It sounds like you're learning contemporary wushu kung-fu.
In contemporary and traditional wushu, most teachers will start you off with empty-hand training before moving on to weapons.
Just so we're clear on the terminology, "empty hand" refers to bare handed, without any weapons.
What puzzles me is that you said your teacher gave you a choice between "taiji" and "empty hand". You chose empty hand, but your teacher started you with weapons.
First of all, Taiji is done both with and without weapons. It tends to start you out without weapons and then adds the pole, straight sword, and other weapons later.
So what really happened was that your instructor was giving you a choice between Taiji and Wushu. You chose Wushu.
Both contemporary and traditional wushu are typically taught by first learning the basic stances, then learning basic punching, kicking, and blocking techniques. Then you move on to drills that have you moving while doing those and conditioning your body. Then you move on to memorizing empty handed forms (no weapons).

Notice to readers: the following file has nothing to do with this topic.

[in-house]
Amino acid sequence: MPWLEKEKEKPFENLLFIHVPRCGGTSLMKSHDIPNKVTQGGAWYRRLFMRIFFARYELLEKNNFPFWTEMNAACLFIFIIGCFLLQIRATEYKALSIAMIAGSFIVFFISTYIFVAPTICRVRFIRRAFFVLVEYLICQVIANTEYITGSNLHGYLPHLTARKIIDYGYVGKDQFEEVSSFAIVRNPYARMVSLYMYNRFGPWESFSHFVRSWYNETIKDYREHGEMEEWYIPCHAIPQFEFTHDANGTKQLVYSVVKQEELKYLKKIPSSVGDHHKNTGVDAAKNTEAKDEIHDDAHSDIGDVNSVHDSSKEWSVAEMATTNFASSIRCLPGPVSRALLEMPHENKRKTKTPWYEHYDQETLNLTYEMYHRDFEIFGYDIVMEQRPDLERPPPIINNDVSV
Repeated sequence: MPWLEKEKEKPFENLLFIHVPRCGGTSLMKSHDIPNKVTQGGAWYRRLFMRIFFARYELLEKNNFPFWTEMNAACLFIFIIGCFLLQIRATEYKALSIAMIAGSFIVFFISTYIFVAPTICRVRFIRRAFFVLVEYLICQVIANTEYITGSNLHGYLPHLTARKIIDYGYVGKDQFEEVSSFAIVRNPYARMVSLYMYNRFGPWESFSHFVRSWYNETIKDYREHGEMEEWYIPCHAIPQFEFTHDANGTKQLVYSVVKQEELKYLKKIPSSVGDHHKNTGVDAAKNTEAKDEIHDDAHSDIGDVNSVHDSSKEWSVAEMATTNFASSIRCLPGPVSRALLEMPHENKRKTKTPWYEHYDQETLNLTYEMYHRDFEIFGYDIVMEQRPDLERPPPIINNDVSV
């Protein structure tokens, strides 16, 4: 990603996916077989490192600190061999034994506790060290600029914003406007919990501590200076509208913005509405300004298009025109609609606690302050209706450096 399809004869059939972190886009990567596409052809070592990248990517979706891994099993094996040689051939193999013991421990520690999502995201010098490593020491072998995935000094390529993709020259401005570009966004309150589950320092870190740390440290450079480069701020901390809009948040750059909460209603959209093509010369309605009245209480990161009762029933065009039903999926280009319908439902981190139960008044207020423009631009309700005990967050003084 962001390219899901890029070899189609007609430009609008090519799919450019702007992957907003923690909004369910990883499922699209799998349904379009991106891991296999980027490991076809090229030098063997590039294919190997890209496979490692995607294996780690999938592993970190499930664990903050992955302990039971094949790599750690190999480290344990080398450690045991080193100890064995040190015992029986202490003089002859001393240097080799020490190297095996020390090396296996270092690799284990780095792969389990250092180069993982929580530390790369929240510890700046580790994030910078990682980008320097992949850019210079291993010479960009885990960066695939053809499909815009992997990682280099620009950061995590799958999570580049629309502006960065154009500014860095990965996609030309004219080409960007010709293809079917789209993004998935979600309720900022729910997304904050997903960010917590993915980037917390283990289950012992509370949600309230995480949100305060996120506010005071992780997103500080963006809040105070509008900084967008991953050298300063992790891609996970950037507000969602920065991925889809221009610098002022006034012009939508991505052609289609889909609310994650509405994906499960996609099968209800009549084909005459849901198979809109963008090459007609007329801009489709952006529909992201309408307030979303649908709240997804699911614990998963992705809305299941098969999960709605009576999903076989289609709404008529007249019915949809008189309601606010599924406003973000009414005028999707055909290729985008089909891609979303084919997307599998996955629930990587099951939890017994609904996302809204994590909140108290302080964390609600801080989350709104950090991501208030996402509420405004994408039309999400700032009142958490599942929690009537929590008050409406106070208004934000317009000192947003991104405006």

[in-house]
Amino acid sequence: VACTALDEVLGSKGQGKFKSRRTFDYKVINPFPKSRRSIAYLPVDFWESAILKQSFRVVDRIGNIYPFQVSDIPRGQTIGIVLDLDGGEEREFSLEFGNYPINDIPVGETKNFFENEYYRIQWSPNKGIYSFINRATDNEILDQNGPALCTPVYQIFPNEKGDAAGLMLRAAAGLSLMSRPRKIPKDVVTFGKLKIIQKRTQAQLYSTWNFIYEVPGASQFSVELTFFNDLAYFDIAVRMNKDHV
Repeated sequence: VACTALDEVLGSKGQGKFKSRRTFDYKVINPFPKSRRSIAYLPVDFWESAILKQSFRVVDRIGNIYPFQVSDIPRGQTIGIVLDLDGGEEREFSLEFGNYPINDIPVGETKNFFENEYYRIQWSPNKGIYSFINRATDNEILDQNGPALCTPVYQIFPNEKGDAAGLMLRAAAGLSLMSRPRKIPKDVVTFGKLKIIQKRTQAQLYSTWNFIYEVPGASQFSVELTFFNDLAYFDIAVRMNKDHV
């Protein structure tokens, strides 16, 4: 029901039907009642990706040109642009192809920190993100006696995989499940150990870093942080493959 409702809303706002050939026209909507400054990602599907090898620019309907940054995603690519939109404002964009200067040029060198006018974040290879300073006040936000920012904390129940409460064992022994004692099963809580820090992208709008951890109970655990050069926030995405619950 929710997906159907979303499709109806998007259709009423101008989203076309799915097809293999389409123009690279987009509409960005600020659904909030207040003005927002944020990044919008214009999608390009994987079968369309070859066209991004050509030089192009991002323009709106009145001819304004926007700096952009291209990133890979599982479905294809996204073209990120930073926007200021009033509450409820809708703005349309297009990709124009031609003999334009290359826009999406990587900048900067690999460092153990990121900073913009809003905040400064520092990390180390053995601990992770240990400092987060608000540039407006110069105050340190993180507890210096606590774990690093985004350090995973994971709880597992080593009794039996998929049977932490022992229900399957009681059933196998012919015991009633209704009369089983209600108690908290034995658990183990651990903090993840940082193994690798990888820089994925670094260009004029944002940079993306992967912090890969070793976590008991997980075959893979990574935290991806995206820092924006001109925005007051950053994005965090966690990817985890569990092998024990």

After that, wushu typically adds weapons. Contemporary wushu adds them fairly quickly compared with traditional wushu. The time varies by instructor, but it's very common to start training in weapons after 2-3 years of doing traditional wushu and after the first 3-6 months of doing contemporary wushu.
The reason why empty hand stuff is trained first in wushu is that it's much easier to learn the basics that way. Then when weapons training is added, that helps you with your strength, balance, and full body coordination. It can magnify problems particularly in your frame and balance that empty handed training didn't reveal.
Some people also find weapons training more intuitive. For example, if you're swinging a sword, you can see the sword and have a goal for that particular movement (for example, to thrust the tip straight forward or to drag the blade edge across horizontally). It's easier to see when you make a mistake. But in empty handed training, the goal of the technique is sometimes not easily understood. So it can be harder to know when you've made a mistake with empty handed training.
What's the right way to learn? Meh. It doesn't matter. Eventually if you keep going and learning stuff, you'll be fine.
You might want to ask your instructor, though, why she started you with weapons instead of empty-hand. It's possible it was a miscommunication to begin with. She might have thought you wanted to avoid empty-hand training and stick with weapons, instead. Ask her.
Hope that helps.